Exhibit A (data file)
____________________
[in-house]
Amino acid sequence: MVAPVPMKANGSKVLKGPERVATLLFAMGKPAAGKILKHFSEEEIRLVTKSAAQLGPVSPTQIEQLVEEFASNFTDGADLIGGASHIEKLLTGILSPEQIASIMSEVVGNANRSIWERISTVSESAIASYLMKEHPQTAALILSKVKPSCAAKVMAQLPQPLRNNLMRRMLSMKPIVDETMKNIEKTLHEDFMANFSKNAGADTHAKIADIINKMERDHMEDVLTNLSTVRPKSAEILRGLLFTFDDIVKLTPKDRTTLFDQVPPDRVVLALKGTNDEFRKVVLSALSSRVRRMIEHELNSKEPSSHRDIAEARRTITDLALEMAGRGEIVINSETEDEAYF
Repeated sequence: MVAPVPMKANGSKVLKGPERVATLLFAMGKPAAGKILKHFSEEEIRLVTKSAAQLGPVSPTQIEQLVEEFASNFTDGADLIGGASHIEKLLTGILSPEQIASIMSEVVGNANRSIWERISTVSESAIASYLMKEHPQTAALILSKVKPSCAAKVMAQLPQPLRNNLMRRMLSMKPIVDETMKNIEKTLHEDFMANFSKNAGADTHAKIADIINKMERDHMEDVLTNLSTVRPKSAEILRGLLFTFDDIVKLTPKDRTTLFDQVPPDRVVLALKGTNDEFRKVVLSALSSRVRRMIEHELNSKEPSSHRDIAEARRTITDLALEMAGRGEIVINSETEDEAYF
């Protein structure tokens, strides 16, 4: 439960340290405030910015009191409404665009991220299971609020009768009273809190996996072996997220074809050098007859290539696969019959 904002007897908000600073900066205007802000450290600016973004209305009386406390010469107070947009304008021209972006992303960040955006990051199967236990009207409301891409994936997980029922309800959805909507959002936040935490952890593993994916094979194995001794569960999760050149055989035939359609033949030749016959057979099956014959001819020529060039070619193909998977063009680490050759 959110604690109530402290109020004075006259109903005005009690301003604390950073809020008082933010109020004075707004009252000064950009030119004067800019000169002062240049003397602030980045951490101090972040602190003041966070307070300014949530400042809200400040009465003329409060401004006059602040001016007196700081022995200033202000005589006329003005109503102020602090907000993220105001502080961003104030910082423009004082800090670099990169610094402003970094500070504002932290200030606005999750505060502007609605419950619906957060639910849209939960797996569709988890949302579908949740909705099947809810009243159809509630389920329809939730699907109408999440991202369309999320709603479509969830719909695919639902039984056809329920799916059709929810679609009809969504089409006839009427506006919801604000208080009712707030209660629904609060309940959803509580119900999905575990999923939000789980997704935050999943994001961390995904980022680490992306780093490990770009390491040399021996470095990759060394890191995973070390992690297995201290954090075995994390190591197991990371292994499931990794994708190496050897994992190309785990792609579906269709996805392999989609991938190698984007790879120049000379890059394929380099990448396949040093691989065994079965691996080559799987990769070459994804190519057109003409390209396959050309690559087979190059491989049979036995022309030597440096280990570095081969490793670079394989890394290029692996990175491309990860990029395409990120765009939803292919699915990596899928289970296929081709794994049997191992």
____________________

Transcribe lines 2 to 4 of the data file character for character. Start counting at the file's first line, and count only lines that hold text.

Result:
Amino acid sequence: MVAPVPMKANGSKVLKGPERVATLLFAMGKPAAGKILKHFSEEEIRLVTKSAAQLGPVSPTQIEQLVEEFASNFTDGADLIGGASHIEKLLTGILSPEQIASIMSEVVGNANRSIWERISTVSESAIASYLMKEHPQTAALILSKVKPSCAAKVMAQLPQPLRNNLMRRMLSMKPIVDETMKNIEKTLHEDFMANFSKNAGADTHAKIADIINKMERDHMEDVLTNLSTVRPKSAEILRGLLFTFDDIVKLTPKDRTTLFDQVPPDRVVLALKGTNDEFRKVVLSALSSRVRRMIEHELNSKEPSSHRDIAEARRTITDLALEMAGRGEIVINSETEDEAYF
Repeated sequence: MVAPVPMKANGSKVLKGPERVATLLFAMGKPAAGKILKHFSEEEIRLVTKSAAQLGPVSPTQIEQLVEEFASNFTDGADLIGGASHIEKLLTGILSPEQIASIMSEVVGNANRSIWERISTVSESAIASYLMKEHPQTAALILSKVKPSCAAKVMAQLPQPLRNNLMRRMLSMKPIVDETMKNIEKTLHEDFMANFSKNAGADTHAKIADIINKMERDHMEDVLTNLSTVRPKSAEILRGLLFTFDDIVKLTPKDRTTLFDQVPPDRVVLALKGTNDEFRKVVLSALSSRVRRMIEHELNSKEPSSHRDIAEARRTITDLALEMAGRGEIVINSETEDEAYF
């Protein structure tokens, strides 16, 4: 439960340290405030910015009191409404665009991220299971609020009768009273809190996996072996997220074809050098007859290539696969019959 904002007897908000600073900066205007802000450290600016973004209305009386406390010469107070947009304008021209972006992303960040955006990051199967236990009207409301891409994936997980029922309800959805909507959002936040935490952890593993994916094979194995001794569960999760050149055989035939359609033949030749016959057979099956014959001819020529060039070619193909998977063009680490050759 959110604690109530402290109020004075006259109903005005009690301003604390950073809020008082933010109020004075707004009252000064950009030119004067800019000169002062240049003397602030980045951490101090972040602190003041966070307070300014949530400042809200400040009465003329409060401004006059602040001016007196700081022995200033202000005589006329003005109503102020602090907000993220105001502080961003104030910082423009004082800090670099990169610094402003970094500070504002932290200030606005999750505060502007609605419950619906957060639910849209939960797996569709988890949302579908949740909705099947809810009243159809509630389920329809939730699907109408999440991202369309999320709603479509969830719909695919639902039984056809329920799916059709929810679609009809969504089409006839009427506006919801604000208080009712707030209660629904609060309940959803509580119900999905575990999923939000789980997704935050999943994001961390995904980022680490992306780093490990770009390491040399021996470095990759060394890191995973070390992690297995201290954090075995994390190591197991990371292994499931990794994708190496050897994992190309785990792609579906269709996805392999989609991938190698984007790879120049000379890059394929380099990448396949040093691989065994079965691996080559799987990769070459994804190519057109003409390209396959050309690559087979190059491989049979036995022309030597440096280990570095081969490793670079394989890394290029692996990175491309990860990029395409990120765009939803292919699915990596899928289970296929081709794994049997191992």